Jay Z Wins 'Big Pimpin'' Copyright Infringement Case
Jay Z will not lose. A judge has dismissed a case against the hip-hop mogul and Timbaland alleging copyright infringement with regards to their 1999 hit “Big Pimpin’.”
U.S. District Judge Christina A. Snyder tossed out the case before it reached a jury. The suit was brought by Osama Ahmed Fahmy, the nephew of Egyptian composer Baligh Hamdi, who was trying to sue over his uncle’s 1957 song “Khosara Khosara,” which is sampled in “Big Pimpin’.”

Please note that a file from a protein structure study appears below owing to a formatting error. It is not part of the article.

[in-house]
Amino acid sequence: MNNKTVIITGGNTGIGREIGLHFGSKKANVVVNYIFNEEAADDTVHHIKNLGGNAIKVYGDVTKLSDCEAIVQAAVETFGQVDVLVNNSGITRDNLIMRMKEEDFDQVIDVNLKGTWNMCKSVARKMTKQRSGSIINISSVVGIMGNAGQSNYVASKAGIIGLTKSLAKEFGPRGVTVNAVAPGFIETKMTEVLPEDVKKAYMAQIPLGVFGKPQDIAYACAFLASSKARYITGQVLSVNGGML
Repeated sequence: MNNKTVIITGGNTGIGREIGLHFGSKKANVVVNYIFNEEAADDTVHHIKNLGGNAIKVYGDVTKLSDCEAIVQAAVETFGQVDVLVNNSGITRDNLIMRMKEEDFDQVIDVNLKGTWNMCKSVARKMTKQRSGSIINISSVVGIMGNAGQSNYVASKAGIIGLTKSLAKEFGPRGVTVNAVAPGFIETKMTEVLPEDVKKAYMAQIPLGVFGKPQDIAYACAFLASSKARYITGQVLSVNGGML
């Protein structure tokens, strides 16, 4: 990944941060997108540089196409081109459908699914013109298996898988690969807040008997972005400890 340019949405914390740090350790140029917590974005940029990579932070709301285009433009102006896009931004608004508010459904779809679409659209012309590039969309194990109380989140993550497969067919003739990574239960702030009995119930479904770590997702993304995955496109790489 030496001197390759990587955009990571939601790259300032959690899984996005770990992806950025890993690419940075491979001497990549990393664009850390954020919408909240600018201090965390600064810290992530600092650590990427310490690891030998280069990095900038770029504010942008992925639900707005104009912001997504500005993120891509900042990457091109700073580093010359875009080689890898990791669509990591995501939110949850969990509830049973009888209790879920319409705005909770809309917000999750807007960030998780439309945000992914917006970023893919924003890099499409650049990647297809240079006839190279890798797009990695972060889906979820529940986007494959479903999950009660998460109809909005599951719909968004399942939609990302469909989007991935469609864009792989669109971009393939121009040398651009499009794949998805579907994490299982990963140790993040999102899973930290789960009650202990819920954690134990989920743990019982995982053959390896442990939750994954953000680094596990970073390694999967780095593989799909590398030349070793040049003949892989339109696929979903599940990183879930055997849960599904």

Snyder did not provide an in-depth explanation for her decision, but according to The Associated Press, she told jurors that she tossed out the case after hearing testimony from Egyptian law experts.
“My client is pleased with and gratified by the decision,” said Jay Z’s lawyer Andrew Bart.
“We think it’s completely wrong, and we’ll appeal,” said Fahmy’s attorney, Pete Ross.
This isn’t the song’s first brush with the courts—back in 2001, Timbaland paid $100,000 to settle litigation. The AP reports that Jay Z testified in court to the effect that he believed he had the rights to use the sample when he first recorded “Big Pimpin’.”